The call to holiness is terrifying at the best of times. The Bible enjoins us to be holy, because God is holy, regularly repeated in the Old Testament, picked up in 1 Peter 1.16: for it is written, ‘You shall be holy, for I am holy. Even more daunting are Jesus’ words in the Sermon on the Mount, calling us to be perfect as our heavenly Father is.
It’s not terrifying because I don’t understand it, but because I do. I am to be like God: there are no two ways about it. It’s not a warning so much as a given, a lifestyle command to the disciples of the Kingdom. And because I know myself only too well, it’s a command to a movement, a process, a journey, a dynamic change in which I expose my life to the gaze of those around me, so that they can help me to identify areas of work and potential growth.
It’s a work that the Holy Spirit must enable: the fruits of the Spirit listed by Paul in Galatians 5 are after all, fruits of the Spirit, with the emphasis boldly put on God. My part is played by collaborating with God, and I want to suggest some additional and very practical ways of pursuing an feeding a holy life in the everyday things this Lent.
- At the beginning of the day, pray for the events of the day (so far as you know them) one by one. In so doing, you will enter those appointments and actions with the will to do them in the power of God.
- At the end of each day, respond thankfully to these actions and events by ‘counting your blessings, one by one.’ In so doing, you will create an inner environment of gratitude which will be likely to generate gracious attitudes in your thought and speech for several days to come.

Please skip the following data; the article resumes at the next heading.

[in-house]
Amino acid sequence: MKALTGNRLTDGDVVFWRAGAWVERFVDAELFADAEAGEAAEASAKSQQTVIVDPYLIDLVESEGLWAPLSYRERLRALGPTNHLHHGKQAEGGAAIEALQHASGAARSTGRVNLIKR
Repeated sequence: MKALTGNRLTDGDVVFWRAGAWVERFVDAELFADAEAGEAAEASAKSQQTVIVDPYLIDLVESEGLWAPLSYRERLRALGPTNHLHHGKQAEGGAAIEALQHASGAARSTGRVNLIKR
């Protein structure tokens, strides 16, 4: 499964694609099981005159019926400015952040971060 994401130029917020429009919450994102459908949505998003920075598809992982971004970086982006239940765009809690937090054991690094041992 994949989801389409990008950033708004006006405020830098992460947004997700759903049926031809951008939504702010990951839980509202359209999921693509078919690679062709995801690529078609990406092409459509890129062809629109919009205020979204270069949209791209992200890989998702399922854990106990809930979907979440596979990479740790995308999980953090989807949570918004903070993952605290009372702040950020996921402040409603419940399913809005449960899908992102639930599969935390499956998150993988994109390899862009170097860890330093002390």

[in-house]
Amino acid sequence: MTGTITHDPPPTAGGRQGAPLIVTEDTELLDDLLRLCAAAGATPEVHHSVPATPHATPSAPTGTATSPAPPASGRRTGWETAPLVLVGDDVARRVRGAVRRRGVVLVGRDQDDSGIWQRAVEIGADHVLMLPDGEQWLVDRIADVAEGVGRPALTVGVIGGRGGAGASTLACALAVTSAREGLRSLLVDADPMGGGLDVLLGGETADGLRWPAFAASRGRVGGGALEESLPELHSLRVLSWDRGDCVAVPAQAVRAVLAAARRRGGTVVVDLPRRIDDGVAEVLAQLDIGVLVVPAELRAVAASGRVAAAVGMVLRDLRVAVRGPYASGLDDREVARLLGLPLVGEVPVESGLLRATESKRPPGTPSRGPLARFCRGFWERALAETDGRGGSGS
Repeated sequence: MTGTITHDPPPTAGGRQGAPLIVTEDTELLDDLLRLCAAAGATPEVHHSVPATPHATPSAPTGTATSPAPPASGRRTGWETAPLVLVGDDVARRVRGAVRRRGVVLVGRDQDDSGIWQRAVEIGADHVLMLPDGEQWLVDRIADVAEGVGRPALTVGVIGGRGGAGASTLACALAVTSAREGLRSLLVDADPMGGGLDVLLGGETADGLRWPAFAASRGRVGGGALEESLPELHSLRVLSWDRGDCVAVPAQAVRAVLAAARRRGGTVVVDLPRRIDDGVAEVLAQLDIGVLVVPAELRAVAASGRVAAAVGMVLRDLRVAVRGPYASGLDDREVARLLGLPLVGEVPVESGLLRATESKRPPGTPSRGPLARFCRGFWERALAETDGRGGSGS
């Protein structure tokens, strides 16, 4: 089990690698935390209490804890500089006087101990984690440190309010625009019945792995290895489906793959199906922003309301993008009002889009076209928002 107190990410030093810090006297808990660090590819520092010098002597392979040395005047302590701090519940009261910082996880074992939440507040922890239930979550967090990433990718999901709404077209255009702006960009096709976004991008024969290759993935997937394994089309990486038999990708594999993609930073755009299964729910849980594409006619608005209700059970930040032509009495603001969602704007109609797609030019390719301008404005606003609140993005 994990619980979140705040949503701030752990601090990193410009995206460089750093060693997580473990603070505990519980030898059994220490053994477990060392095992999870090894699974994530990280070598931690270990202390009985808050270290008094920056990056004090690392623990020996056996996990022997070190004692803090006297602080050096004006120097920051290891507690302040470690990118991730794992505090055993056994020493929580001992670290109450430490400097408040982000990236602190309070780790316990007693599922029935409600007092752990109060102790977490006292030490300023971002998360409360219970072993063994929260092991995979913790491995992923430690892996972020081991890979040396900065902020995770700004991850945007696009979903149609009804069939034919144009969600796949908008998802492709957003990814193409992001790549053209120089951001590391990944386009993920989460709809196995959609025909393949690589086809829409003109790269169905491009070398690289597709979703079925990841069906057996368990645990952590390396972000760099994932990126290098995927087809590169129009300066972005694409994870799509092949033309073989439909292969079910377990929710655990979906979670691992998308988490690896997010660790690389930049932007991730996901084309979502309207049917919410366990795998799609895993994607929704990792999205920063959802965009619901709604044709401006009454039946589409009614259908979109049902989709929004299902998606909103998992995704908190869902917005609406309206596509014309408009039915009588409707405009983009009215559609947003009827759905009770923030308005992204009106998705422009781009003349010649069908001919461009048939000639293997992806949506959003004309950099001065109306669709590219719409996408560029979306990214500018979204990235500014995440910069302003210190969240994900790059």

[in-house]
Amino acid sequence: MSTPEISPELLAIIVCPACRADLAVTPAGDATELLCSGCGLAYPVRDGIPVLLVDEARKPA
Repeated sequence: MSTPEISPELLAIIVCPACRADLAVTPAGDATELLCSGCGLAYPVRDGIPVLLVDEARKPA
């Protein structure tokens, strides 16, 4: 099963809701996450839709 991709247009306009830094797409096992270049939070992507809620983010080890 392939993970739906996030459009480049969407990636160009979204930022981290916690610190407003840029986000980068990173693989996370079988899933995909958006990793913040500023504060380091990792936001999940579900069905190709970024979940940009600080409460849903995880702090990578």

- Identify one person to encourage by your true words. Don’t use flattery, and don’t overplay your words of encouragement, or they will sound hollow. It might simply be a compliment, or the voicing of a good thought about a sermon. How many of us never say thank you to the preacher!
- Look for one piece of good news on your favourite news channel, and make a note to talk about it to someone in the next few days. One I found today was that Atlantic Records is giving £26 million to Oxford University for student scholarships in the humanities. It’s hidden low down on the website, but it’s there.
- Send one less email, and make a lot of people happy.
I’d love to know what else you do to cultivate a personal environment of holy attitudes which lead to holy actions, so do please add your comments.